A conscious effort to exercise and stay active is a key to good health and weight control. But unintentional activity—that is, ordinary daily movement—is also important. Why do some of us move around more than others? Genetics, age, weight, occupation and overall health all influence our activity level.
Unconscious attitudes about activity may play a role, too, according to a 2010 study from Penn State University. It found that students who had positive unconscious attitudes about physical activity (as measured by psychological testing) were more active over the course of a week (as measured by a pedometer). Apparently, this attitude also increased their incidental activities, such as using stairs instead of the elevator, taking the first available parking spot rather than hunting for one closer to their destination, or just moving around more. For the pro-activity students, physical activity was just more of a habit.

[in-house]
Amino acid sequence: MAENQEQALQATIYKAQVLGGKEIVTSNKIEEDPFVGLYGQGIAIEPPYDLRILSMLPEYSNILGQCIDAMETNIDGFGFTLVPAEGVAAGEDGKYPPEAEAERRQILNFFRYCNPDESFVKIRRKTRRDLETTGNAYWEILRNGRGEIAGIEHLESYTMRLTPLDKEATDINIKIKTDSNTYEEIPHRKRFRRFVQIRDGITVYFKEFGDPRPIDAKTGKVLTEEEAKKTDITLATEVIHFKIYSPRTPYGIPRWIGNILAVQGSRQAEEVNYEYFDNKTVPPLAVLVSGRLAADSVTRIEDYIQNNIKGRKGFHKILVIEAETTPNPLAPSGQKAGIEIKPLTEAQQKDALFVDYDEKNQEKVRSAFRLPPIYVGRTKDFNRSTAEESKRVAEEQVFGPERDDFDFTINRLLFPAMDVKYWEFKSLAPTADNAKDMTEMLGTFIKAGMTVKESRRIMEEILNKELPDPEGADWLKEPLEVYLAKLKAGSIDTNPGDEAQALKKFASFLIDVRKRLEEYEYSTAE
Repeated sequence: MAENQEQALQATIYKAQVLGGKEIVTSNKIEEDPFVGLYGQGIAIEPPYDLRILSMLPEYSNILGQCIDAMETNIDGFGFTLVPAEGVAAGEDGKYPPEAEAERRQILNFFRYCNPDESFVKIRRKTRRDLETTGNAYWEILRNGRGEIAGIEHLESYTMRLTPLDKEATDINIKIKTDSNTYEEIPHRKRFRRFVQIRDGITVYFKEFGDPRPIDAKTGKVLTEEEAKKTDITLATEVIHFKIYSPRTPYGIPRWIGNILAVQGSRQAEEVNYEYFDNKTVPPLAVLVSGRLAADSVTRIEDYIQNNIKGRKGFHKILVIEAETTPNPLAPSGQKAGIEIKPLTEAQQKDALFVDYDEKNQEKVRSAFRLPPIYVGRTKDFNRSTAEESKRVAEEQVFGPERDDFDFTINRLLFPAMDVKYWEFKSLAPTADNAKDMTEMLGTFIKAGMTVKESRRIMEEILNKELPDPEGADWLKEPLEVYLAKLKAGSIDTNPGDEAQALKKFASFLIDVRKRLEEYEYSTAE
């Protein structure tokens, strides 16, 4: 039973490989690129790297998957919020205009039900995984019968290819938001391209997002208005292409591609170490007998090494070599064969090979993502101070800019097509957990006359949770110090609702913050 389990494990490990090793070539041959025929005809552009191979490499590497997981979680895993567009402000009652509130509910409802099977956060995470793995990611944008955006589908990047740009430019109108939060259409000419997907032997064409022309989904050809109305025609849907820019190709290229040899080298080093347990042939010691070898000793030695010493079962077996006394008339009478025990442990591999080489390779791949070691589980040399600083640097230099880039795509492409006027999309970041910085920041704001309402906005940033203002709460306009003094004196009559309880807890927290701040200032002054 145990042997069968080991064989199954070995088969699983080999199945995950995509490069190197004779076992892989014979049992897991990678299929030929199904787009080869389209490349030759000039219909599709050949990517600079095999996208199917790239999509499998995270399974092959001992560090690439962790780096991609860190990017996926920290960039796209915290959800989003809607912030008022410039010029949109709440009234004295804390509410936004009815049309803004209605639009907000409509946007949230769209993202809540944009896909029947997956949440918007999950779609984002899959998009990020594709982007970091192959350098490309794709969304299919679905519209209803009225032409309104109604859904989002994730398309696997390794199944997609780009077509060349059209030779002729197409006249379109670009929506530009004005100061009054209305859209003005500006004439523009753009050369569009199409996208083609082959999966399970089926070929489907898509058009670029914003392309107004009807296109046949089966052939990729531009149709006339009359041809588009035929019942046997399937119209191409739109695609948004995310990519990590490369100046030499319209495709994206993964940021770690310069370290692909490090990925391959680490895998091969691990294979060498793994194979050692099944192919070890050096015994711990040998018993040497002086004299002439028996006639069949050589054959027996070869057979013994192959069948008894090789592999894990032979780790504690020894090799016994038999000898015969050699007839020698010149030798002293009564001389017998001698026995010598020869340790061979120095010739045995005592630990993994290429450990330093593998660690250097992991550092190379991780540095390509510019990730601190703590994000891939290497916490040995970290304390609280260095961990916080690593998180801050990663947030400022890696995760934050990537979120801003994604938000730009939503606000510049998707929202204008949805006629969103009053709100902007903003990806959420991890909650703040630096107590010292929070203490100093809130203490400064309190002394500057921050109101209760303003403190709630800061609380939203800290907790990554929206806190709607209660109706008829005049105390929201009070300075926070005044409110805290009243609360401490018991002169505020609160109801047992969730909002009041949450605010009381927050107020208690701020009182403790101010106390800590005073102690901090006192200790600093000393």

Changing attitudes and habits is hard. Most of us assume it’s natural to prefer labor-saving options and to yield to inertia. But as the researchers suggested, from an evolutionary point of view, a pro-activity tendency was a survival advantage for our hunter-gatherer ancestors. And it is for us as well.